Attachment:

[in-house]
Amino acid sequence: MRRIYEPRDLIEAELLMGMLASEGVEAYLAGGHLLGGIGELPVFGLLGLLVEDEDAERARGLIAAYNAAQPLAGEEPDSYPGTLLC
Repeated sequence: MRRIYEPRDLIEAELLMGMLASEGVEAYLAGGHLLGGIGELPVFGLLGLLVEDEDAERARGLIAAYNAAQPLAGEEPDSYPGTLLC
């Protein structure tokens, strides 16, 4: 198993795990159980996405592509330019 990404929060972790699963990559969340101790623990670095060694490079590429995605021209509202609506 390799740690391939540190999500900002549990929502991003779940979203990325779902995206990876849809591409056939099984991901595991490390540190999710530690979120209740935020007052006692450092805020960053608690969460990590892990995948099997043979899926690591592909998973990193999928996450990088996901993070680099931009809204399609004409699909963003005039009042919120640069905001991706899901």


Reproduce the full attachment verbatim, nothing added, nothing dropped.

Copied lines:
[in-house]
Amino acid sequence: MRRIYEPRDLIEAELLMGMLASEGVEAYLAGGHLLGGIGELPVFGLLGLLVEDEDAERARGLIAAYNAAQPLAGEEPDSYPGTLLC
Repeated sequence: MRRIYEPRDLIEAELLMGMLASEGVEAYLAGGHLLGGIGELPVFGLLGLLVEDEDAERARGLIAAYNAAQPLAGEEPDSYPGTLLC
């Protein structure tokens, strides 16, 4: 198993795990159980996405592509330019 990404929060972790699963990559969340101790623990670095060694490079590429995605021209509202609506 390799740690391939540190999500900002549990929502991003779940979203990325779902995206990876849809591409056939099984991901595991490390540190999710530690979120209740935020007052006692450092805020960053608690969460990590892990995948099997043979899926690591592909998973990193999928996450990088996901993070680099931009809204399609004409699909963003005039009042919120640069905001991706899901």